In recounting these words, Aron manages the peculiar feat of politicizing and depoliticizing Cavaillès's moral example in the same stroke. On the one hand, Aron connects Cavaillès's heroism to his philosophical Spinozism. Just as Cavaillès believed, following Spinoza, that rational thought was governed by necessity regardless of whether or not a thinking individual was cognizant of it, so, too, did he describe his commitment to struggling against the Occupation. On the other hand, Aron explicitly decouples Cavaillès's example from politics—"be they communist, socialist, or democratic"—by insisting that Cavaillès was an exceptional figure who thought necessity "had command over practical imperatives as well as scientific propositions." In effect, then, Aron explains Cavaillès's heroism in terms of his Spinozism, even as he also evacuates that Spinozism of any specific political content. Cavaillès was exceptional precisely because his motives were not "political." This is a politics that is logical and pure; in a word, it is above politics.
If Cavaillès the philosopher is responsible for figuring Spinozism as a rationalist alternative to phenomenology in the French context, his actions and fate are responsible for imbuing Spinozism with an ambiguous political valence. Despite eschewing references to "national honor," Aron's account clearly ties Cavaillès's heroism to the republican ideal as something worth dying for. A child of the Third Republic who was deeply influenced by its leading intellectual defenders, Cavaillès fought to preserve the French nation-state and the abstract ideal it incarnated. His actions were conservative in this limited sense. In later years, however, the idea of Cavaillès as a historical character will come to be expressive of the desire that there be a prescriptive or revolutionary politics of Spinozism, or if not Spinozism per se, of rationalism and a commitment to formalism and logic that is at the very least inspired by Spinoza. Indeed, Cavaillès has been a touchstone for radical French thinkers from Althusser to Foucault to Badiou. In each instance, there is the intimation of a link between Cavaillès's philosophy, which, to be clear, was in no way a political theory, and his manifest heroism in the face of death. But even when Cavaillès is invoked, no political content is ascribed to his example. At best there is an allusive equivocation between Nazi forces of Occupation and the contemporary enemies of the political left. In other words, Cavaillès's Spinozist commitment to necessity merely gives the form of Resistance and the contours of tenacity. Yet, because Cavaillès was philosophically opposed to philosophies of consciousness, it is as if one might perform a logical deduction that then establishes the political superiority of a philosophy of the concept to the proliferation of subject-centered philosophies of meaning that followed upon the arrival of phenomenology in France.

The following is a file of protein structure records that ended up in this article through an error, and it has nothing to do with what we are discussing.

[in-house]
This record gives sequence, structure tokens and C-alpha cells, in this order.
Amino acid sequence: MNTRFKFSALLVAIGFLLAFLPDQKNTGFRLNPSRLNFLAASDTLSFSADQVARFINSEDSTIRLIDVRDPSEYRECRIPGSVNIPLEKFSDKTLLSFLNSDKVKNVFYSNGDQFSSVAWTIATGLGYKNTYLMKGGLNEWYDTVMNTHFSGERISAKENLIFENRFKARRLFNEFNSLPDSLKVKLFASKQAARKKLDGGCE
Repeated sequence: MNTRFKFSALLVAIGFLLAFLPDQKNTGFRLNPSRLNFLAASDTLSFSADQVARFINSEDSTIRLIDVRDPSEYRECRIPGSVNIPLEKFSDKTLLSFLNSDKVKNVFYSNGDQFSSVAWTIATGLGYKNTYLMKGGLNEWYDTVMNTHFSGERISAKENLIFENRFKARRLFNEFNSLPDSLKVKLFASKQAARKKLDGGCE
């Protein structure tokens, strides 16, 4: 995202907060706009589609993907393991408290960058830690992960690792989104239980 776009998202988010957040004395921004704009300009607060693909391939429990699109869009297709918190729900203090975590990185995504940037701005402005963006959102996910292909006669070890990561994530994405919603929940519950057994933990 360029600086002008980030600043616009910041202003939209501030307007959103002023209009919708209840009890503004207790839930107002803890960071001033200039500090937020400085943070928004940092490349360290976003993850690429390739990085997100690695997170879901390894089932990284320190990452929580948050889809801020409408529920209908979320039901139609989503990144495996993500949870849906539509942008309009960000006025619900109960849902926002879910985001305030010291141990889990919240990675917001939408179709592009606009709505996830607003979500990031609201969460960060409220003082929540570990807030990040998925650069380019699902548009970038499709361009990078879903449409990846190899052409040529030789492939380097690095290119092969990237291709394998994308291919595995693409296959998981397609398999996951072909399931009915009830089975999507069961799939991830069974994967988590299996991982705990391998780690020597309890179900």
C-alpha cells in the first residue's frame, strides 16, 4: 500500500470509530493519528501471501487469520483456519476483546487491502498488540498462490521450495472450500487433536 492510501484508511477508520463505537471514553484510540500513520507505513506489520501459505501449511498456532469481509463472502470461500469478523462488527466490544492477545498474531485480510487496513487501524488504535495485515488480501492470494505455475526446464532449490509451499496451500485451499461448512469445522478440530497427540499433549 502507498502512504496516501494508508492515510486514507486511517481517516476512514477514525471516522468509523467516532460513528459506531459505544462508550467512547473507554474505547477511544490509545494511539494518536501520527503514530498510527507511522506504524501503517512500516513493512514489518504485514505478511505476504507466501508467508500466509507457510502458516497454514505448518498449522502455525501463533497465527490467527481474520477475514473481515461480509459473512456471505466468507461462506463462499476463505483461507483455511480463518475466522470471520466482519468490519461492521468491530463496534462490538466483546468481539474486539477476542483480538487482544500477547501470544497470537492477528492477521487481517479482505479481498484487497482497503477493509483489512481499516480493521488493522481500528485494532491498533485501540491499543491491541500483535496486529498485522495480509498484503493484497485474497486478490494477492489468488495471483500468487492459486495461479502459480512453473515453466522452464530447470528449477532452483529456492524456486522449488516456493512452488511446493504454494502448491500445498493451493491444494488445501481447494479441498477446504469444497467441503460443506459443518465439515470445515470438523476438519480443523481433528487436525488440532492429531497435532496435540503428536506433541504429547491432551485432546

The mobilization of Cavaillès's example against philosophies of consciousness is one of the main themes of Georges Canguilhem's Vie et mort de Jean Cavaillès, a short book that best illustrates the ambiguities of Cavaillès's legacy. First published in 1976, this volume is a collection of three commemorative talks Canguilhem gave in 1967, 1969, and 1974. Though its contents are primarily exercises in hagiography, they also advance a set of arguments. On each occasion, Canguilhem describes Cavaillès's increasing hostility to Husserl's philosophy and "its exorbitant use of the Cogito" in terms of a growing attachment to Spinozism. "It is because Spinoza's philosophy represents the most radical attempt at a philosophy without Cogito that it is so close to Cavaillès's." But Canguilhem goes much further and connects Cavaillès's affinity for Spinozist necessity to his political fate as a "Resistant by logic." "Cavaillès always read, studied, and one could say practiced Spinoza," Canguilhem writes. More suggestive still is Canguilhem's take on Simone Weil's misgivings over the fact that Cavaillès appeared "to have abolished the intellectual in himself" in favor of pure action. In Canguilhem's view, Cavaillès's severity was the result of philosophical rigor. His words and decisions were not those of a lapsed intellectual; they were those of "a Spinozist mathematician who conceived action under a certain aspect of universality, of nonsubjectivity, we might say." Speaking in 1969, Canguilhem refers to the contemporary "cries of indignation" on the part of those distressed to see that some "have formed the idea of a philosophy without a personal subject." Cavaillès's example evidently puts paid to the claims of other "intellectual resistants who talk about themselves so much because only they can talk about their Resistance, discreet as it was." "Jean Cavaillès, this is the logic of Resistance lived until death. Let the philosophers of existence and the person do as well next time if they can."